Friday, February 01, 2008

The compleat Wired future artifacts gallery 02006

Back to the futures...

[mood ring] | Wired 14.01

[love tester] | Wired 14.02

[mars transit] | Wired 14.03

[tax return] | Wired 14.04

[operation game] | Wired 14.05

[bookshelf] | Wired 14.06

[contact lens] | Wired 14.07

[calorie burner] | Wired 14.08

[report card] | Wired 14.09

[tooth phone] | Wired 14.10

[organ farmers] | Wired 14.11

[3d printer] | Wired 14.12

An eerie thing I notice about some of these artifacts from the future, as we proceed back in time through the archives (diddly-doot, diddly-doot, diddly-doot), is the way some of them are echoed in actual news reports a few years later.

Last month, University of Washington researchers announced bionic contact lenses enabling a lit-up visual overlay. The accompanying photo was strangely reminiscent of the "Found" artifact from issue 14.07, above.

Image: University of Washington via Eurekalert! (AAAS)

Not sure if anyone at Wired, which also reported the announcement, noticed the resemblance to their earlier feature, but I think it's kinda cool.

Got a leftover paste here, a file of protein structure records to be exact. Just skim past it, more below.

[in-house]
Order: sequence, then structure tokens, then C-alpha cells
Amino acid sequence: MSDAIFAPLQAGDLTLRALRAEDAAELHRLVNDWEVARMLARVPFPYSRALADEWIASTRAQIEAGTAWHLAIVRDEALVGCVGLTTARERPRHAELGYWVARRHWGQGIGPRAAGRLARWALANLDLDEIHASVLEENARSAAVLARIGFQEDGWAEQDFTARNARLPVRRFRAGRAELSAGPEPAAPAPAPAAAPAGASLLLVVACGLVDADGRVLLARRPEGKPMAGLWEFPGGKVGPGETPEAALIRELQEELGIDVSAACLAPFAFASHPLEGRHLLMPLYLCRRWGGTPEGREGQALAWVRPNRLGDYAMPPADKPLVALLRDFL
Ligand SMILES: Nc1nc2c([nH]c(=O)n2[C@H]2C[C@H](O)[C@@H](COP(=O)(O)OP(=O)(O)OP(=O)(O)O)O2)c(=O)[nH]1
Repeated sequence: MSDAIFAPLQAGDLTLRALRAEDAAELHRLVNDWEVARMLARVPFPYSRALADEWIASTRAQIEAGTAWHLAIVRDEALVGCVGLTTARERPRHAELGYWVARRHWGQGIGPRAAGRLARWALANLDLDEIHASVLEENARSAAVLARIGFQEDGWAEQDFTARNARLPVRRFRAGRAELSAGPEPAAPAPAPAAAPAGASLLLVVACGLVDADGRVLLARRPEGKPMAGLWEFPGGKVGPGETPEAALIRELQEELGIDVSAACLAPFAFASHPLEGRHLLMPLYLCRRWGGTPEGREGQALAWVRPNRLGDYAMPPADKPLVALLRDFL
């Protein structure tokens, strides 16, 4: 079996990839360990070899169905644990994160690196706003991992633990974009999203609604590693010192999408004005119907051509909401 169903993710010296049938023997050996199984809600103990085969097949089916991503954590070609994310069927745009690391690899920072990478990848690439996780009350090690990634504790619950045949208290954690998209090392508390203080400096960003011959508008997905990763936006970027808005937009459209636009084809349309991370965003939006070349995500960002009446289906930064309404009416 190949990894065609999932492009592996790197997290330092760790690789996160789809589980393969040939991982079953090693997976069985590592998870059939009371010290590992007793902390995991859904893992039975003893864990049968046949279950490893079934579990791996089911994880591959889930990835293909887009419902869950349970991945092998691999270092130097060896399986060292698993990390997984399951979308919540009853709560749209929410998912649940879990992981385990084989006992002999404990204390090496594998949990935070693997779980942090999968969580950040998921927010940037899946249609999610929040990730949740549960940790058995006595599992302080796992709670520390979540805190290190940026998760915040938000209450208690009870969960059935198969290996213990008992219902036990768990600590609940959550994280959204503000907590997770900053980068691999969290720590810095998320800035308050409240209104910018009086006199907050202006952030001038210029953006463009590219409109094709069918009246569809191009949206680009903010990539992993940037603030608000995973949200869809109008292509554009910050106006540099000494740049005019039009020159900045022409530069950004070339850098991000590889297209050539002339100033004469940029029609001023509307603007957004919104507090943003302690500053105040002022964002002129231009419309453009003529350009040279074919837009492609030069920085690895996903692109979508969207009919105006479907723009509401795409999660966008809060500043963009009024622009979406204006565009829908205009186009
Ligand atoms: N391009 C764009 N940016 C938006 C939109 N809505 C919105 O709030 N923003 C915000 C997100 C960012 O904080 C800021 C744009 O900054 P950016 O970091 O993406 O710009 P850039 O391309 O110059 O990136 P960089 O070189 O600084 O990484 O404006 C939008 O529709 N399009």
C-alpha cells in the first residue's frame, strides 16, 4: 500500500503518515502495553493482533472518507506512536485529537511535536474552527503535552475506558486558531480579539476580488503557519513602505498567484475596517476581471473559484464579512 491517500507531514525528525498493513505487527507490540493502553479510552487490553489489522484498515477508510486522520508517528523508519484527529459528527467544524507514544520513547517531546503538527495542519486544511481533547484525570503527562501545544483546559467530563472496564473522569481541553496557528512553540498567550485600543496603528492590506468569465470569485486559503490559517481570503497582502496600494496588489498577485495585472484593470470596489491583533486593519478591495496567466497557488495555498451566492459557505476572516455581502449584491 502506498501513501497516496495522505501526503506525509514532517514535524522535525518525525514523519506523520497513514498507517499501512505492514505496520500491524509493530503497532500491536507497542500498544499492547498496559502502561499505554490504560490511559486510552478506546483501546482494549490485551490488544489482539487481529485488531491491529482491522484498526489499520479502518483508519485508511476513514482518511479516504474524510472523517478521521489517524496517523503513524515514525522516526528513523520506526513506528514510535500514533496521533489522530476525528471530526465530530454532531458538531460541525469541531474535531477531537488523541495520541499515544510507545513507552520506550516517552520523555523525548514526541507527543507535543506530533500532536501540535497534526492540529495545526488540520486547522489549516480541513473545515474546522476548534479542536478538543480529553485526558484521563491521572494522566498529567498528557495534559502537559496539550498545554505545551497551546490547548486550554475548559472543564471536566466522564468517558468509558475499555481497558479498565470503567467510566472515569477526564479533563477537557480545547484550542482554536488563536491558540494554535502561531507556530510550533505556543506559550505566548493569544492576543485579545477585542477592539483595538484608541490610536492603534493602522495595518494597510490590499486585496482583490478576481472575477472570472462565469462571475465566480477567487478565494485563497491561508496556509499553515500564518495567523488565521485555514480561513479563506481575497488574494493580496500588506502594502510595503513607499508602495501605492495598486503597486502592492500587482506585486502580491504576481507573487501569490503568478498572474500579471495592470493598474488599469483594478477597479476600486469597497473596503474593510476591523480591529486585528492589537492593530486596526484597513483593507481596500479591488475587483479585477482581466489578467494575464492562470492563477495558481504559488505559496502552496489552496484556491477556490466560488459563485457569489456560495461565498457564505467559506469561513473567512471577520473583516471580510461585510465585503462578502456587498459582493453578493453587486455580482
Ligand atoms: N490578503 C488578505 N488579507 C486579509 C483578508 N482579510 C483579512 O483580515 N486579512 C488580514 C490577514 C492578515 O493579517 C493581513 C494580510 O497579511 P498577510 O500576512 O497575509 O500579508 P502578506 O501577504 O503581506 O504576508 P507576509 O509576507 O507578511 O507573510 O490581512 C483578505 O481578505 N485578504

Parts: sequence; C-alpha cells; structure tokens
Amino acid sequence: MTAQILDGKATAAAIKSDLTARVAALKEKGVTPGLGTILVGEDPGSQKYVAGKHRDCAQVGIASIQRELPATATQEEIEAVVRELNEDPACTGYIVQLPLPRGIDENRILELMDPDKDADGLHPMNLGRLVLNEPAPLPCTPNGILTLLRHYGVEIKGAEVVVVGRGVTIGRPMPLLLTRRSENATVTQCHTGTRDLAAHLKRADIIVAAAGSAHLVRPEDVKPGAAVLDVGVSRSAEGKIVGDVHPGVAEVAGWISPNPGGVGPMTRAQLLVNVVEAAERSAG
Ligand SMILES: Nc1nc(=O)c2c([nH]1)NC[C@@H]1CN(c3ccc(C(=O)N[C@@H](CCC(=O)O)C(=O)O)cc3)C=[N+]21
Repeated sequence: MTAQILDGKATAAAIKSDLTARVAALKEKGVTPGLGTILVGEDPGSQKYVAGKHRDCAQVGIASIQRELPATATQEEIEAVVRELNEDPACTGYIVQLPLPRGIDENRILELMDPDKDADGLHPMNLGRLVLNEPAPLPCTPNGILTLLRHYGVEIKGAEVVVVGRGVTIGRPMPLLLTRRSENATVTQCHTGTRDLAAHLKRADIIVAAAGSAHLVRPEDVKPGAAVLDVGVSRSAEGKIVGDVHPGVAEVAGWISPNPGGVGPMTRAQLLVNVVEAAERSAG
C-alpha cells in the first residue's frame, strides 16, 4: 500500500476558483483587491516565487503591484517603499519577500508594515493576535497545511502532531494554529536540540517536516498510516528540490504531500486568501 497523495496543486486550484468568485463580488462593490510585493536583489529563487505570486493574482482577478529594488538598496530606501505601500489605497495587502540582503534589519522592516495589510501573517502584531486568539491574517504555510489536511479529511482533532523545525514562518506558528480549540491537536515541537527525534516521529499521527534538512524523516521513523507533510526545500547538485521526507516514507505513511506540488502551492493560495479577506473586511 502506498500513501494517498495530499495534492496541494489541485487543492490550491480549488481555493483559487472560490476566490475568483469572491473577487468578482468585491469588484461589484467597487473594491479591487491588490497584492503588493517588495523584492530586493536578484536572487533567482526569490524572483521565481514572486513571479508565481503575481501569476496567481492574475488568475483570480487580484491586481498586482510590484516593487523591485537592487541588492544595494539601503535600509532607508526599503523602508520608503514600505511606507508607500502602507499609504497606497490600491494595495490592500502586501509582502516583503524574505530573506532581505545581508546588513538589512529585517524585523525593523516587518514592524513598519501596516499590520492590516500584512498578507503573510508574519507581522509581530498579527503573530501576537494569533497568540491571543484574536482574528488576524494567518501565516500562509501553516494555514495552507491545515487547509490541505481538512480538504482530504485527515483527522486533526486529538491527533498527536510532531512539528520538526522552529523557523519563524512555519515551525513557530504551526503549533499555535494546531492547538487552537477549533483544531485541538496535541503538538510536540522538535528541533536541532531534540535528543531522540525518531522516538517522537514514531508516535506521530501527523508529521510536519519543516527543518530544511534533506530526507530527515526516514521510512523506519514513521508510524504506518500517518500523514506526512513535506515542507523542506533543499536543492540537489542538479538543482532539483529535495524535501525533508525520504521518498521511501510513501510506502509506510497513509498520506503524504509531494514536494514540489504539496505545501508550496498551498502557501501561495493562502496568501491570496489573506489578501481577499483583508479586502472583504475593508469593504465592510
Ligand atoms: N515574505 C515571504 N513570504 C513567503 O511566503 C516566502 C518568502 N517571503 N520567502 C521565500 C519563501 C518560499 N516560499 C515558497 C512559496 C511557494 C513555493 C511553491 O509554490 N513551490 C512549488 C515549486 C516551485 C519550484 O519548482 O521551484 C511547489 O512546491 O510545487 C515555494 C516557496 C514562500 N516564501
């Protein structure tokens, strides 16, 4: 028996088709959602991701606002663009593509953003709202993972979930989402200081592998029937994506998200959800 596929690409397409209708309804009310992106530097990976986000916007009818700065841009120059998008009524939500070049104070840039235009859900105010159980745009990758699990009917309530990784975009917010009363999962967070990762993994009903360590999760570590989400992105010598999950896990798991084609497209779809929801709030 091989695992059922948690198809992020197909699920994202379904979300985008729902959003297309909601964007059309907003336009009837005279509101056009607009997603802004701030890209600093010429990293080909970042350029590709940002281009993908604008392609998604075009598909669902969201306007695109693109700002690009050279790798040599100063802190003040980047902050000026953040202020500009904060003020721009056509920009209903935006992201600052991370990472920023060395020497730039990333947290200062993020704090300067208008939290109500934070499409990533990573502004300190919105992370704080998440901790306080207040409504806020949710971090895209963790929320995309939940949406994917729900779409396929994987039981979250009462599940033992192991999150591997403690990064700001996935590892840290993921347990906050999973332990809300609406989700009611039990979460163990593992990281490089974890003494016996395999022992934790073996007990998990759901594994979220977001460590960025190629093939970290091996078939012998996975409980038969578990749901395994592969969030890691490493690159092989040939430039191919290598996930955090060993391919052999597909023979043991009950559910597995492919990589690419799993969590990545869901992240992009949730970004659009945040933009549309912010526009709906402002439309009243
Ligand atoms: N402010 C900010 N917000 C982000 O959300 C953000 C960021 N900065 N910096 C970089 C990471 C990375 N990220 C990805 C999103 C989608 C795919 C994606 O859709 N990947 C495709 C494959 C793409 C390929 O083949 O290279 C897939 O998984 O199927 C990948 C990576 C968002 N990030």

[Back to the 02005 collection | On to 02007...]


Stuart Candy said...

Today, one of my eagle-eyed Intro to Politics students spotted a post by Finnish blogger Sami Viitamäki, relating to the above.

It's reassuring to find that I'm not the only one who noticed the similarity of the University of Washington's bionic contact lens announcement to Wired's "Found" feature in issue 14.07. And Viitamäki blogged it a week before I did.

As improvements in image search unfold, I'm looking forward (as it were) to many more moments like this -- where the unfolding reality catches up with visions already at large, and the two can be compared side by side.

Which ought to offer interesting fodder for learning about the potential and limitations of foresight -- literally; like a sort of visual counterpart to long bets.

John said...

Stuart, I came upon your post a little late. Wired's artifacts feature is often a little ho hum to a futurist, but I really like the one-picture approach for provoking fresh thinking, laying down a what if, and taking a somewhat more subtle, but mind-changing approach to forecasting and/or scenarios. We futurists can use images like this as a method, so I am glad to be reminded of these.

John Mahaffie